- the middle part of a rope, as distinguished from the ends.
- the loop or bent part of a rope, as distinguished from the ends.
- a bend or curve in the shore of a sea or river.
- a body of water bounded by such a bend.
- a bay or gulf.
- to fasten with a bight of rope.
Origin of bight
Examples from the Web for bight
Humans, however, are rarely seen—the Bight is more than man can chew...It’s a Big, Big World: Sights That Make You Feel Small
December 24, 2013
All busy preparing for a start for the Head of the Bight to-morrow.Explorations in Australia
Bight hours was the time Mr. Gladstone permitted himself to sleep.The Grand Old Man
Richard B. Cook
It has a seacoast of about 200 miles on the Bight of Biafra.
On the 28th of August came the battle off the Bight of Helgoland.
But at the last moment he managed to clutch the bight of the hanging rope.Romance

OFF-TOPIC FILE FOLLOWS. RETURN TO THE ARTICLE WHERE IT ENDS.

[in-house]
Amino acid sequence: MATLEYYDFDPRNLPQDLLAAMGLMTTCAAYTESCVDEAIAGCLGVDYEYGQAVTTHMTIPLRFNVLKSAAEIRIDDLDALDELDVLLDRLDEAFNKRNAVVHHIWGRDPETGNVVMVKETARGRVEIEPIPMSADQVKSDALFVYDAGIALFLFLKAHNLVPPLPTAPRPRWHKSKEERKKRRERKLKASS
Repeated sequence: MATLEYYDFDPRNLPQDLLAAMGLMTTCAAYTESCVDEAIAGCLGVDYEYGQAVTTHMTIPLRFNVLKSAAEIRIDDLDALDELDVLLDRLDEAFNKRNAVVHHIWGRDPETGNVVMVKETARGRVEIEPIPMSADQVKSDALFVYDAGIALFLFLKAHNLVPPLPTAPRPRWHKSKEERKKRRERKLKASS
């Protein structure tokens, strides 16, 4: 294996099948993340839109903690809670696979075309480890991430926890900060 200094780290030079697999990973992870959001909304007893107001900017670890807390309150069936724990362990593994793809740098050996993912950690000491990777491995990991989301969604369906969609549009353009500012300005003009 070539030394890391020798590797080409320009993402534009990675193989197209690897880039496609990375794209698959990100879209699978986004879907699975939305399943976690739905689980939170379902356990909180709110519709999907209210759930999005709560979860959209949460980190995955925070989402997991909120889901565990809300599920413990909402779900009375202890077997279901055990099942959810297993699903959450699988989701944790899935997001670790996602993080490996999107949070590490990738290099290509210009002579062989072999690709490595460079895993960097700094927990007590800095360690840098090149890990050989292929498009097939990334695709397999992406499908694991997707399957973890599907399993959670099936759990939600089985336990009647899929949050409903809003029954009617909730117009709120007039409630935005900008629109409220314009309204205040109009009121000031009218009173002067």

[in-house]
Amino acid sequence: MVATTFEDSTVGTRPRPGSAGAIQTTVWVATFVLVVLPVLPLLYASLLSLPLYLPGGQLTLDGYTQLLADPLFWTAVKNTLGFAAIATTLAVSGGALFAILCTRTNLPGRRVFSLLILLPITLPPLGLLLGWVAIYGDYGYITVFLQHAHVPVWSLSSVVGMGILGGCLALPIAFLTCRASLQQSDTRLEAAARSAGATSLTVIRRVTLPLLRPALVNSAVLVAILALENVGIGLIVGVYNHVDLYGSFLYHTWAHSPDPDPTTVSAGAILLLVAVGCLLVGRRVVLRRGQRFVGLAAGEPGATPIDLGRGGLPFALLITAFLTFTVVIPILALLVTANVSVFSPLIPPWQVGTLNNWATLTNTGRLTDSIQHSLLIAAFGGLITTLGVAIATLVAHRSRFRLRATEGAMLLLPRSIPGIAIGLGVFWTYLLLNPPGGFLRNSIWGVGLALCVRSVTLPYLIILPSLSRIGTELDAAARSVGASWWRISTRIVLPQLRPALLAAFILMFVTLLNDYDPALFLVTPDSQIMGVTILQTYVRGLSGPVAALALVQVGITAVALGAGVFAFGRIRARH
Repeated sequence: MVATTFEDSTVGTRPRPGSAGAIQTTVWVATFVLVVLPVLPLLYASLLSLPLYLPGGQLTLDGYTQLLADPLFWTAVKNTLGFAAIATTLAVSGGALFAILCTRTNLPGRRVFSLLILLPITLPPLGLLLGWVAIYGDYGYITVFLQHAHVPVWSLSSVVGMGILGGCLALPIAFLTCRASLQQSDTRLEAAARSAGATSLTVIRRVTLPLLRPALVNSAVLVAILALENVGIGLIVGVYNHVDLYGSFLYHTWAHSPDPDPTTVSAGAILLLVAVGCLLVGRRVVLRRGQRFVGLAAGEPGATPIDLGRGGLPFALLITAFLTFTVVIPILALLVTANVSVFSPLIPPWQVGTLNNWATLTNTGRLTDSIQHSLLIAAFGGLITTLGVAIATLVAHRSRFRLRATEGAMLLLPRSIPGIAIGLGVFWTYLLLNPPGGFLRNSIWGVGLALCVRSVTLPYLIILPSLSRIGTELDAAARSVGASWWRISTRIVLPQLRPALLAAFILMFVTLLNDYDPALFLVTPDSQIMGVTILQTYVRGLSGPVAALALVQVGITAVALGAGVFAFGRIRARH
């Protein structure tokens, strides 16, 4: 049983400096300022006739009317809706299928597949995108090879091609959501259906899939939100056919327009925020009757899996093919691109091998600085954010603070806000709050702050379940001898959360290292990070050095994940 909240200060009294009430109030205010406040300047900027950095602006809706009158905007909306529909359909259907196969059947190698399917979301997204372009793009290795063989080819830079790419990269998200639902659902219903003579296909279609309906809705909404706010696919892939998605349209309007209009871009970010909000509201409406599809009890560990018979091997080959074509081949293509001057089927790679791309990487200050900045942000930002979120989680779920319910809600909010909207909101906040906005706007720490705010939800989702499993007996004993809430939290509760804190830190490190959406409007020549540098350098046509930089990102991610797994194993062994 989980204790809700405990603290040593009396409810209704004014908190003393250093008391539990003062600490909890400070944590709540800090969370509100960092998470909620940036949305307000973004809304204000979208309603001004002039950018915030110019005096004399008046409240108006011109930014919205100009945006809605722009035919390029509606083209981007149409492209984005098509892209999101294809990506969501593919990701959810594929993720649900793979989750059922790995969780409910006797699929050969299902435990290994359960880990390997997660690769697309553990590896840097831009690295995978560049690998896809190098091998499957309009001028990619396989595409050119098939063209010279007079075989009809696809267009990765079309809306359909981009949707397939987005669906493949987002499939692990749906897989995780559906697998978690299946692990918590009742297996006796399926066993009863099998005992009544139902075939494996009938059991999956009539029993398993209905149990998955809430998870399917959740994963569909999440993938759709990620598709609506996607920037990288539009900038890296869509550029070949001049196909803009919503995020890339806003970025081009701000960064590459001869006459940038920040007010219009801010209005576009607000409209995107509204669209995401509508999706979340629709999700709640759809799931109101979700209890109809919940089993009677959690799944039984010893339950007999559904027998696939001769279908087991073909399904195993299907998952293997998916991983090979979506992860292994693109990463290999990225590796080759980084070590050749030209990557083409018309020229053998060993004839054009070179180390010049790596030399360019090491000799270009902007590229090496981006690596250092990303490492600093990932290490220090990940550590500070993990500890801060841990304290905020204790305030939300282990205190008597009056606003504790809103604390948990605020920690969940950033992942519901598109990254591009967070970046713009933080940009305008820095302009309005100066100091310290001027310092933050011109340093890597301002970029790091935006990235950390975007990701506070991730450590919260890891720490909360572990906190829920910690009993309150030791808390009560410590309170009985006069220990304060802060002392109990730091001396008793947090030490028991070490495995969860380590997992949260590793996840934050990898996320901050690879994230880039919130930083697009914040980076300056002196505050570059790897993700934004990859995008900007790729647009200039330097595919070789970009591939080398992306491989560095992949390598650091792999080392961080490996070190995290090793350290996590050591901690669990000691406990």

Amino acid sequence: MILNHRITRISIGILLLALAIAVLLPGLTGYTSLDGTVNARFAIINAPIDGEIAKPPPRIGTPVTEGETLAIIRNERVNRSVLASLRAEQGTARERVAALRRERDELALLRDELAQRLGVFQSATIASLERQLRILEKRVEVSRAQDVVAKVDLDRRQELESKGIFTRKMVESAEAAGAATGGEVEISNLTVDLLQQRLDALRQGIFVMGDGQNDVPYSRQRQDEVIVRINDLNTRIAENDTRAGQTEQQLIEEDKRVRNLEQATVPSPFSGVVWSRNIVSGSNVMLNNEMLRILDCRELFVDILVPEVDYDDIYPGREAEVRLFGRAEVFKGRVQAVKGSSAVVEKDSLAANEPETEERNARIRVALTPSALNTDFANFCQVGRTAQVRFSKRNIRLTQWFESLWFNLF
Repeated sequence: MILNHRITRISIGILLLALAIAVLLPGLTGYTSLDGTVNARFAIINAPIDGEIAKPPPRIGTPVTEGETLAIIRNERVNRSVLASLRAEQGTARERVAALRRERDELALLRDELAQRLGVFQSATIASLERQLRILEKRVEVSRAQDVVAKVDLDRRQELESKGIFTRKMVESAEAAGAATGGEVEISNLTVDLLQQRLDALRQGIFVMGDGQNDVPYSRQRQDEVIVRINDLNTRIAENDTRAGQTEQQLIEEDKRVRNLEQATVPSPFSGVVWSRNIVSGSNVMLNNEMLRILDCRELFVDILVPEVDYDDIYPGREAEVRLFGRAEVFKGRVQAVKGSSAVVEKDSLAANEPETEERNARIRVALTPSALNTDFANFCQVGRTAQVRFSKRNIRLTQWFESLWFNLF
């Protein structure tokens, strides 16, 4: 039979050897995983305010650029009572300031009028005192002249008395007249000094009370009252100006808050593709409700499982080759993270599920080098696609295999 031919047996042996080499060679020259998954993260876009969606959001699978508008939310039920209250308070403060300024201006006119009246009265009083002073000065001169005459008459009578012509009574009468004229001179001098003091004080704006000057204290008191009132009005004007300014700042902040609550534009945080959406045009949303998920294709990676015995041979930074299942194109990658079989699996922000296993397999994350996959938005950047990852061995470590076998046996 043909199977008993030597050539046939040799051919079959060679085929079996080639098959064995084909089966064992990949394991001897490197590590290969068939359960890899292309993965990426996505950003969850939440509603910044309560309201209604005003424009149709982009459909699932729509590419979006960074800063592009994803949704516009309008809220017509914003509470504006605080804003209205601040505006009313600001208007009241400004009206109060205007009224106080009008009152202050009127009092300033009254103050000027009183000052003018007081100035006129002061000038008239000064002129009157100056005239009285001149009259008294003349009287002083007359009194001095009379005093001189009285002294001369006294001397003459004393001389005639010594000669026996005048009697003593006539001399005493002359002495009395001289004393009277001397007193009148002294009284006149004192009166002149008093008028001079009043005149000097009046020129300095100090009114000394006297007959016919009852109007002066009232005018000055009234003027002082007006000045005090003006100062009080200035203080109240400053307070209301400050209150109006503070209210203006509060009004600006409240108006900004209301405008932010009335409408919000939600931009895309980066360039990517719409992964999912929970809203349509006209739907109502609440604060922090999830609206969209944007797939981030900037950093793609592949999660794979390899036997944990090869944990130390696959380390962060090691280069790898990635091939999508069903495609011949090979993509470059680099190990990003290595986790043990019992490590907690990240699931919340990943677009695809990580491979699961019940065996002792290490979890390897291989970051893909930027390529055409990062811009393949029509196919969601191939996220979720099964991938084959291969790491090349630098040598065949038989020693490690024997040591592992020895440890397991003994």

Joseph Conrad and F.M. Hueffer
- a wide indentation of a shoreline, or the body of water bounded by such a curve
- the slack middle part of an extended rope
- a curve or loop in a rope
- (tr) to fasten or bind with a bight
- the Bight Australian informal the major indentation of the S coast of Australia, from Cape Pasley in W Australia to the Eyre Peninsula in S AustraliaIn full: the Great Australian Bight
Word Origin and History for bight
Old English byht "bend, angle, corner" (related to bow), from Proto-Germanic *buhtiz (cf. Middle Low German bucht, German Bucht, Dutch bocht, Danish bught "bight, bay"), from PIE root *bheug- (3) "to bend," with derivatives referring to bent, pliable, or curved objects (cf. Old English beag, Old High German boug "ring;" see bow (v.)). Sense of "indentation on a coastline" is from late 15c.
- A long, gradual bend or curve in a shoreline. A bight can be larger than a bay, or it can be a segment of a bay.